WILMINGTON — The Wilmington Planning Board met on Tuesday night to vote on a number of projects and permits that have been in the proposal stage for a while, the longest running being the site plan for 66 Industrial Way.
Before getting to this property, the board voted to approve Form A for 100-104 West Street’s lot line moving two feet.
Next, the board agreed to continue the public hearing for 330 and 296 Ballardvale Street’s stormwater management and special permit requests. The project’s engineer agreed to comply with all of Town Engineer Paul Alunni’s concerns in time for next month’s meeting.
The board also considered the stormwater management permit and parking relief permit for 100 Eames St. The presenter wanted to ask the board to discuss two of the conditions prepared in the town’s draft decision in order for them to approve: the condition to install vertical granite curb where the existing driveway is abandoned, and the condition to rotate the driveway counter-clockwise 15 feet.
The board invited the town’s traffic peer reviewer to appeal for the driveway recommendation. He also shared that the traffic study found that the driveway sees traffic in and out from both directions.
Attorney Robert Peterson, speaking for the applicant, added a request for the board to reconsider the installation of a speed feedback sign in favor of something cheaper. Then, he spoke for the new parking relief special permit to establish that the spaces provided are well over the site’s daily business need between the two companies located on the property.
Director of Planning and Conservation Valerie Gingrich confirmed the permit would only count for the two companies mentioned.
Upon the closing of the public hearing, the board agreed to approve the permits with updated conditions after removing the requirement to rotate the driveway, updating the speed feedback sign to a less expensive sign, and still requiring the vertical granite curb. The other conditions created by the board in the draft decision will remain as written.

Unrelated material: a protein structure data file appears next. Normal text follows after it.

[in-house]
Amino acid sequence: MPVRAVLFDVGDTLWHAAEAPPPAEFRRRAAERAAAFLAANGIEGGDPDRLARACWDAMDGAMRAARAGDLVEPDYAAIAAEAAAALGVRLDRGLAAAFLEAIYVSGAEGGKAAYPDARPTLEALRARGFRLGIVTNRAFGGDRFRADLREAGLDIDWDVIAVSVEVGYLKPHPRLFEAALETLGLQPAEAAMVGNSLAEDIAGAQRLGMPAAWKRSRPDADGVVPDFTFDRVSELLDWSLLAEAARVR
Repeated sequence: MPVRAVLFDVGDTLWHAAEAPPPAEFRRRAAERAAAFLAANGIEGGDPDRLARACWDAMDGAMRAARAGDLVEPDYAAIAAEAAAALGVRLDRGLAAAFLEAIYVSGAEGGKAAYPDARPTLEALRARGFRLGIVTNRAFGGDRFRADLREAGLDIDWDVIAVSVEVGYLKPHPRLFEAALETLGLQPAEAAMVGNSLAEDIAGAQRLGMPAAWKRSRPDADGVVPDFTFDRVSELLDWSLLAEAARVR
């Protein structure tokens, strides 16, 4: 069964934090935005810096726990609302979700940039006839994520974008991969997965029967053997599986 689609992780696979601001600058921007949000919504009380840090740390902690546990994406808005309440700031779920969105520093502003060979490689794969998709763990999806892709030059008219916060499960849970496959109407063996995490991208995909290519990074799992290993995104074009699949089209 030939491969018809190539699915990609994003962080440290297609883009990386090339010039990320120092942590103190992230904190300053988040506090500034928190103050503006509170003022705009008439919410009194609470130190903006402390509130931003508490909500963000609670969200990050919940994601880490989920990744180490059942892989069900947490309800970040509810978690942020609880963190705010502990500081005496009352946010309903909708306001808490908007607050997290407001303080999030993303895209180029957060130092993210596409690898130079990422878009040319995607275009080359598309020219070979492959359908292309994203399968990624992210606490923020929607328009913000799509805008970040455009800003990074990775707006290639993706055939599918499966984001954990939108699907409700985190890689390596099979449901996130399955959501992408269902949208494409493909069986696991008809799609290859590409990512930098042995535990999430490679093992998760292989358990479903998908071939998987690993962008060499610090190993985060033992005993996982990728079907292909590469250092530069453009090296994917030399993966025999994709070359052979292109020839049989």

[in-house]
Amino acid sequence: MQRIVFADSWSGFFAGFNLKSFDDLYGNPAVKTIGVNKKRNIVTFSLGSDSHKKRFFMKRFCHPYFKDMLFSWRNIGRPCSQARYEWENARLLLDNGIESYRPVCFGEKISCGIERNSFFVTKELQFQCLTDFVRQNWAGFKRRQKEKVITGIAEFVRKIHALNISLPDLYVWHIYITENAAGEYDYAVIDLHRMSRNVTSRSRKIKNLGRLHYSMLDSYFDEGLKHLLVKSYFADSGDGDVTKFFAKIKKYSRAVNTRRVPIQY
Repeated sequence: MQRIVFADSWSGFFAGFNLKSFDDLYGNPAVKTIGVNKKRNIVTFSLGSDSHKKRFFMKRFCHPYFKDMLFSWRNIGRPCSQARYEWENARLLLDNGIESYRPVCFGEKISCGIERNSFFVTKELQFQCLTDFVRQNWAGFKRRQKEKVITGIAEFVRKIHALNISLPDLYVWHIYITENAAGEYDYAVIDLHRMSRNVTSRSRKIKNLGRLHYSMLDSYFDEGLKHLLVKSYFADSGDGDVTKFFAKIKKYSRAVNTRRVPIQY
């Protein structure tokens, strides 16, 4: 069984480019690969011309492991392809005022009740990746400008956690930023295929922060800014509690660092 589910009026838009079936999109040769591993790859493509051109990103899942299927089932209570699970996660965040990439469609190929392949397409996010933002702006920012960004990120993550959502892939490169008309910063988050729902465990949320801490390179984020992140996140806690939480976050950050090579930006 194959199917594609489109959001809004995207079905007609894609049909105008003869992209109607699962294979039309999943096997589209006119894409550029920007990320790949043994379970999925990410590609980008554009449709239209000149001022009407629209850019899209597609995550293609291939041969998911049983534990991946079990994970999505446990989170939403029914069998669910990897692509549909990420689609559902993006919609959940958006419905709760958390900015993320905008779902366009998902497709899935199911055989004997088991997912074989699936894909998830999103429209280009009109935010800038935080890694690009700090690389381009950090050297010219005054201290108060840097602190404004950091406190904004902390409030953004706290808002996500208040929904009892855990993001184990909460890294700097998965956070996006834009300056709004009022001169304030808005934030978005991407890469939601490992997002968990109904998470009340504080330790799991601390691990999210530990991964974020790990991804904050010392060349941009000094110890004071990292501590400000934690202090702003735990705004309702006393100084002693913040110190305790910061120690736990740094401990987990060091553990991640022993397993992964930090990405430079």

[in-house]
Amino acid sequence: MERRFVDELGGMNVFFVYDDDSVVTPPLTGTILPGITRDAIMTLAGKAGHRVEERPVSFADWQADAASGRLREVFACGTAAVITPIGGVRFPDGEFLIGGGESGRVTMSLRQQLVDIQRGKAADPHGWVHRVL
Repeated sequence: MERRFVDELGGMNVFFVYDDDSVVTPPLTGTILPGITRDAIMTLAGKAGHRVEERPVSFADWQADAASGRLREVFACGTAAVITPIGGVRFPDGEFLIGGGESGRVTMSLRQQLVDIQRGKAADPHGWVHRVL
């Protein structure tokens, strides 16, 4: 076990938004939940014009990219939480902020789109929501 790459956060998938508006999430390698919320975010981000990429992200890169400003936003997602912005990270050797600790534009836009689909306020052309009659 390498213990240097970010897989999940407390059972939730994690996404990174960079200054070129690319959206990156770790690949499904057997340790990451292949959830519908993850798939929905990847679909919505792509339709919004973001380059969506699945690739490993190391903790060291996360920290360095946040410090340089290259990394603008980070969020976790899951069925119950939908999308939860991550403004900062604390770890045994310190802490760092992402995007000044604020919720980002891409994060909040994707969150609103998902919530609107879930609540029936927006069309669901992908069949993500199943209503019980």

To start the night’s public hearing about the stormwater management permit and site plan review for 66 Industrial Way, attorney Peter Sutton spoke for the abutter of the property. He brought up questions the abutter has about changes in the depth of the proposed pipe moving, the length of the project, and necessary “acknowledgement” from the abutter.
The solution he suggested involved the original applicant and abutter meeting with their engineers to come to an agreement.
Following this, Mike Field, the applicant’s attorney, assured the board the abutter was sent the lateral plans and the change in depth is minimal. While he suggested being able to finish the pipe moving in a weekend, the applicant, Mike Cronin, gave a total timeline of up to two weeks.
“We’ll work around the schedule of the building employees,” he said.
Cronin also agreed there would be no blasting.
After some arguing between attorneys, the abutter joined the call on Zoom. Chairman Michael Sorrentino asked what changes had been made in this process that the board hasn’t heard before.
The abutter specified he’d like to be able to get onto the property in an emergency and the new pipe should benefit the future of the property. He said he doesn’t see the proposed change as beneficial if the pipes are going 10 feet deeper into the ground while staying the same size.
“I refuse to allow somebody to move my pipes without getting my word in about the real issues,” he added.
This was before he expressed his disappointment with the board should they approve the site plan review.
Sorrentino reminded the abutter he’s had ample opportunity to share his opinion and the negotiation is a private matter. The board voted to end the public hearing and then to approve the site review and stormwater management permit with several conditions, including providing the board with proof that notification of the project was sent to the abutting landowner via certified mail.
As the board just voted on 100 Eames St., they didn’t need to vote on the Board of Appeals case #15-20 for the same property. They voted to approve the street sign special permit for 196 Ballardvale St. on behalf of Adam Quinn, which was brought before the board last month.
The request for the release of surety for 16 Longview Road was denied due to being too early, but the request to release the surety for 4 Leslie St. was approved in the correct amount. The request to endorse the definitive subdivision for Highland Estates was also approved.
To end the meeting, Gingrich talked about the town’s grant application for funding to complete a Municipal Vulnerability Preparedness Plan and a Hazard Mitigation Plan Update.
Then, Chairman Sorrentino asked Gingrich for an update on the Woburn Street and Lowell Street construction, which she said is awaiting a design public hearing.
The next Planning Board meeting will be on Sept. 8 with proposals for that meeting due on Aug. 25.